Turkey’s main opposition Republican People’s Party (CHP) leader Kemal Kılıçdaroğlu and the number of opposition deputies will be probed for their political speeches. The Ankara Chief Prosecutor’s Office has prepared summary of proceedings for CHP leader Kılıçdaroğlu and two other CHP deputies, along with two deputies from the pro-Kurdish Peoples’ Democratic Party (HDP).
The legal action from politicised Turkish judiciary against opposition figures came after a complaint by Turkey’s controversial High Election Board (YSK) over his comments aired on private broadcaster Fox TV on Sept. 12, 2017 when he was speaking about the April 16 referendum on shifting to an executive presidential system, the prosecutor’s office stated on Wednesday.
“We have sent our election observers to polls, except those in rural areas in southeast Turkey. There were security problems there, and those ballot boxes turned out 90 percent ‘Yes’ vote. We are guessing why. We also collected 74 percent of tally sheets in the party headquarters to protect our votes. But we couldn’t foresee that the electoral board could issue a decision against the law. We couldn’t imagine it,” had said Kılıçdaroğlu.
Another summary of proceedings was prepared for Özgür Özel, CHP’s deputy chair of parliamentary group, for allegedly breaking a door in parliament in order to take a computer and display it at the general assembly.
Sezgin Tanrıkulu, a lawyer, human rights defender and CHP deputy, also face legal action over his statements about civilian causalities during military operations supported by unmanned aerial vehicles. Tanrıkulu has said one of Turkish military’s drone strikes killed civilians in Hakkari, and demanded an investigation. Tanrıkulu has also shared the photo of civilians taken at the same place during a picnic, a few weeks prior to the aerial attack.
CHP has supported a bid by the Justice and Development Party (AKP) government under the rule of Turkish autocratic President Recep Tayyip Erdoğan to lift the immunity from prosecution in 2016. Since then, dozens of deputies have been arrested, and put in the jail. Among them were Selahattin Demirtaş and Figen Yüksekdağ, the co-chairs of HDP, which is the second largest opposition party at the Turkish Parliament.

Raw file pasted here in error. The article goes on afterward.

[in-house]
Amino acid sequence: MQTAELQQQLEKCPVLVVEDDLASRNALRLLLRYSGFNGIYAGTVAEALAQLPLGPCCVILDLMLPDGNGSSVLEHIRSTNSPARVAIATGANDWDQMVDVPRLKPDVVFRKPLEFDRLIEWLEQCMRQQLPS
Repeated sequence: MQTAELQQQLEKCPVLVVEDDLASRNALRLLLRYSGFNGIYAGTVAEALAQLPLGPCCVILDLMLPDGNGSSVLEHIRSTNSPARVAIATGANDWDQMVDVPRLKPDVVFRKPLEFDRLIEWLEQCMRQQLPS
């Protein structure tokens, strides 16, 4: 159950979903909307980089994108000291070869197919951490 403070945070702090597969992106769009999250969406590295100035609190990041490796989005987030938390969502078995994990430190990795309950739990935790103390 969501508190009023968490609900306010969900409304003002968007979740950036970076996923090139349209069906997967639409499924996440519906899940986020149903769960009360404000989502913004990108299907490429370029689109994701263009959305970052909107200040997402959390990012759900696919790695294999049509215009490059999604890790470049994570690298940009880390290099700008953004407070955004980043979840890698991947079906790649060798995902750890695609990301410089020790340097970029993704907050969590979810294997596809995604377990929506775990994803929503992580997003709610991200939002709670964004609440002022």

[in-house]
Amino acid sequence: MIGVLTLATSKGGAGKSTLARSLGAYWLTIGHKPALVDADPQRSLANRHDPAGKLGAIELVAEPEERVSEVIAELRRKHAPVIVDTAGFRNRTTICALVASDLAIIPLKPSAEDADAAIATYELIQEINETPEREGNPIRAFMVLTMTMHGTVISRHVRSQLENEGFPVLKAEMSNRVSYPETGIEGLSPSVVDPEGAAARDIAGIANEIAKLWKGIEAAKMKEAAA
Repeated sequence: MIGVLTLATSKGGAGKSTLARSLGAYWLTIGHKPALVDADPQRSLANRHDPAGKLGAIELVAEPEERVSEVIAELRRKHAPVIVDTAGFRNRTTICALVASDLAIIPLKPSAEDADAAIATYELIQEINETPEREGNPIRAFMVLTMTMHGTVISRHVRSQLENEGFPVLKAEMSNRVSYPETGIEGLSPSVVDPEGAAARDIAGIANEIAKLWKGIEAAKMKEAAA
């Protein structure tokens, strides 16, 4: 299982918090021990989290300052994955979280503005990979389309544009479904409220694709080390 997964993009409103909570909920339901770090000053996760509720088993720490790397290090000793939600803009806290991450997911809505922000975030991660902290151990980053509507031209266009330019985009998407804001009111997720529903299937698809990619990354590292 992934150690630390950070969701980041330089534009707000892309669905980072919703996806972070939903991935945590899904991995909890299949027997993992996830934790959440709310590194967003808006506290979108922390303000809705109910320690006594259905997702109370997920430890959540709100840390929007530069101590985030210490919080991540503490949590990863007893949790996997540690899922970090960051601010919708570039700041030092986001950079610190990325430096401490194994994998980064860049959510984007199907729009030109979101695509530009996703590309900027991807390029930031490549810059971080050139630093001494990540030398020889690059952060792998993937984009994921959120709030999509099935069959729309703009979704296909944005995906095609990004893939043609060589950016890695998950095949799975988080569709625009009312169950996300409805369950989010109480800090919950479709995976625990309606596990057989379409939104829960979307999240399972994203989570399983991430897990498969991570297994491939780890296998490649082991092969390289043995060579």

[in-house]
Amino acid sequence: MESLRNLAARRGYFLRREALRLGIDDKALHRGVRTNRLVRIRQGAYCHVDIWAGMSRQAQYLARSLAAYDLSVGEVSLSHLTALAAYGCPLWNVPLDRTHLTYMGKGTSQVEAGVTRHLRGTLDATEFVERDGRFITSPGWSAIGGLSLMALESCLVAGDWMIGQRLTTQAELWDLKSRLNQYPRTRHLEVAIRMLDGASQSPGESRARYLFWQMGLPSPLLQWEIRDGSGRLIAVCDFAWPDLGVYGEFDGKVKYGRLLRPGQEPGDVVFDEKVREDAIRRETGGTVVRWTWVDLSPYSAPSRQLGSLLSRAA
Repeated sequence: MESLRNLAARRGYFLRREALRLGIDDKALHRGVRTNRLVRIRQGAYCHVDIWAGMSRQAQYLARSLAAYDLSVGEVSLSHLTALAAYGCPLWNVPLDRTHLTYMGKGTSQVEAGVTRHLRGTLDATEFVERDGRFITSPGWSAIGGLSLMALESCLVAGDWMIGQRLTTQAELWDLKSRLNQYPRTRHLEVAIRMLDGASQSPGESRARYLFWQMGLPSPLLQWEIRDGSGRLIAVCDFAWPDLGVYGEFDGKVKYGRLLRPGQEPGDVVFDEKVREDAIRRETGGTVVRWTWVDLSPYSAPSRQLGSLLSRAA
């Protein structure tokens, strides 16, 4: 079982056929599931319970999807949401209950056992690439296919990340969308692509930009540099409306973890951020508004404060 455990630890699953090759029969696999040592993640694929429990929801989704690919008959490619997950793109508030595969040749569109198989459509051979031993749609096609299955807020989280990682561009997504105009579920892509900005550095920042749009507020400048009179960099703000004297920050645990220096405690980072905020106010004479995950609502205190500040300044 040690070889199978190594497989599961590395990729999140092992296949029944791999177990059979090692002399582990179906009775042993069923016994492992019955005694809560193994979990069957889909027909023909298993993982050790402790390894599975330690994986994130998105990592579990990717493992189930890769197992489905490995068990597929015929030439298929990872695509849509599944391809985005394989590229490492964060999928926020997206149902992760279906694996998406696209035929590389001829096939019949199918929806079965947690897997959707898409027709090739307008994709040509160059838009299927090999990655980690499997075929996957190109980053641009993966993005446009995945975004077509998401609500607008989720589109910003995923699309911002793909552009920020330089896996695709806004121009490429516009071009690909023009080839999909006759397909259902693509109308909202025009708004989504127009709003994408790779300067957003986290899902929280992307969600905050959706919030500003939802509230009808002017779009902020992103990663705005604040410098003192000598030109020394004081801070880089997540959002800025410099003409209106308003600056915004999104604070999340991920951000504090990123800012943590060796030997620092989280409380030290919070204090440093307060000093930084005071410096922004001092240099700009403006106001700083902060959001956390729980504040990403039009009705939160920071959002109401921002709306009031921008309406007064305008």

Prosecutors have also sent the Justice Ministry motions for HDP deputy Sibel Yiğitalp over comments on Twitter, and her fellow legislator Ayşe Acar Başaran for a speech in August 2017.
CHP lawmaker Enis Berberoğlu, HDP co-chair Selahattin Demirtaş, former HDP co-chair Figen Yüksekdağ and nine other HDP lawmakers are currently in jail on several charges.
Separately, the Constitutional Court has announced that it will file a criminal complaint against senior officials of the CHP for not providing necessary documents and not cooperating in 2013 audits of the party’s accounts. The unanimous verdict of the Court was published in the Official Gazette on Dec. 12. The Court stated that it found irregularities in the main opposition party’s documents on incomes and expenditures in its 2013 accounts.
The verdict noted that 108,797 Turkish Liras had been added to the CHP’s revenues not in due form, ordering the transfer of this amount of money from the party to the Treasury.
It also added that a number of documents and information sought by the Constitutional Court had not been provided by the CHP, in addition to attempts to hinder the Court’s investigation of the party’s books. As a result, the Court said it will file a criminal complaint against some party officials over lack of cooperation.